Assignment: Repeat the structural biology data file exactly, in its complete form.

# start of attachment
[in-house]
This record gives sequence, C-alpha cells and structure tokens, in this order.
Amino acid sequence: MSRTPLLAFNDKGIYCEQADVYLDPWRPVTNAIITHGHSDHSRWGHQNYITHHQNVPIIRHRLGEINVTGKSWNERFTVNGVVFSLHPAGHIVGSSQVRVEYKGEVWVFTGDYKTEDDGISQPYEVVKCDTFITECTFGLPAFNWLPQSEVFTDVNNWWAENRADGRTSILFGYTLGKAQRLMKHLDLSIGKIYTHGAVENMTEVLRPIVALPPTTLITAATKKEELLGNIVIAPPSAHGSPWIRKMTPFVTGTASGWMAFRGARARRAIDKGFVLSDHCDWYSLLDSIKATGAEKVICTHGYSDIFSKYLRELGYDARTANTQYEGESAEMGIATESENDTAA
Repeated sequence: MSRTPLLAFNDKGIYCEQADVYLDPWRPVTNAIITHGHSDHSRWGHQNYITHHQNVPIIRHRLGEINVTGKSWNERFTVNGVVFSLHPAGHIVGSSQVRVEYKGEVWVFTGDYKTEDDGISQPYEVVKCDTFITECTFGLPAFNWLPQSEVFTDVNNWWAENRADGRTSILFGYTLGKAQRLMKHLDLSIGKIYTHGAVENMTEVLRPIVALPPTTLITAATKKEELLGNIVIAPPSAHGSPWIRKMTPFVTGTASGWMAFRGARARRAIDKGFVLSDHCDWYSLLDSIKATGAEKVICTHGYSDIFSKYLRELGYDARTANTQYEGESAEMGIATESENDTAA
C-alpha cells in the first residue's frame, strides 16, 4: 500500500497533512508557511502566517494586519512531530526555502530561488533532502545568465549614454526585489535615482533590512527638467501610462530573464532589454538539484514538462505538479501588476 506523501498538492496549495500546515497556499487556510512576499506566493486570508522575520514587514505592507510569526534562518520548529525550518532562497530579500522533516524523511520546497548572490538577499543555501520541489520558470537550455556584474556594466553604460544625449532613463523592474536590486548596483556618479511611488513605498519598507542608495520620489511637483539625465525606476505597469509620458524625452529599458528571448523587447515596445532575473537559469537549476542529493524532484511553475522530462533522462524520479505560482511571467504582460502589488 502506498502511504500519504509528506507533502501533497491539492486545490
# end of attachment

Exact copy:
[in-house]
This record gives sequence, C-alpha cells and structure tokens, in this order.
Amino acid sequence: MSRTPLLAFNDKGIYCEQADVYLDPWRPVTNAIITHGHSDHSRWGHQNYITHHQNVPIIRHRLGEINVTGKSWNERFTVNGVVFSLHPAGHIVGSSQVRVEYKGEVWVFTGDYKTEDDGISQPYEVVKCDTFITECTFGLPAFNWLPQSEVFTDVNNWWAENRADGRTSILFGYTLGKAQRLMKHLDLSIGKIYTHGAVENMTEVLRPIVALPPTTLITAATKKEELLGNIVIAPPSAHGSPWIRKMTPFVTGTASGWMAFRGARARRAIDKGFVLSDHCDWYSLLDSIKATGAEKVICTHGYSDIFSKYLRELGYDARTANTQYEGESAEMGIATESENDTAA
Repeated sequence: MSRTPLLAFNDKGIYCEQADVYLDPWRPVTNAIITHGHSDHSRWGHQNYITHHQNVPIIRHRLGEINVTGKSWNERFTVNGVVFSLHPAGHIVGSSQVRVEYKGEVWVFTGDYKTEDDGISQPYEVVKCDTFITECTFGLPAFNWLPQSEVFTDVNNWWAENRADGRTSILFGYTLGKAQRLMKHLDLSIGKIYTHGAVENMTEVLRPIVALPPTTLITAATKKEELLGNIVIAPPSAHGSPWIRKMTPFVTGTASGWMAFRGARARRAIDKGFVLSDHCDWYSLLDSIKATGAEKVICTHGYSDIFSKYLRELGYDARTANTQYEGESAEMGIATESENDTAA
C-alpha cells in the first residue's frame, strides 16, 4: 500500500497533512508557511502566517494586519512531530526555502530561488533532502545568465549614454526585489535615482533590512527638467501610462530573464532589454538539484514538462505538479501588476 506523501498538492496549495500546515497556499487556510512576499506566493486570508522575520514587514505592507510569526534562518520548529525550518532562497530579500522533516524523511520546497548572490538577499543555501520541489520558470537550455556584474556594466553604460544625449532613463523592474536590486548596483556618479511611488513605498519598507542608495520620489511637483539625465525606476505597469509620458524625452529599458528571448523587447515596445532575473537559469537549476542529493524532484511553475522530462533522462524520479505560482511571467504582460502589488 502506498502511504500519504509528506507533502501533497491539492486545490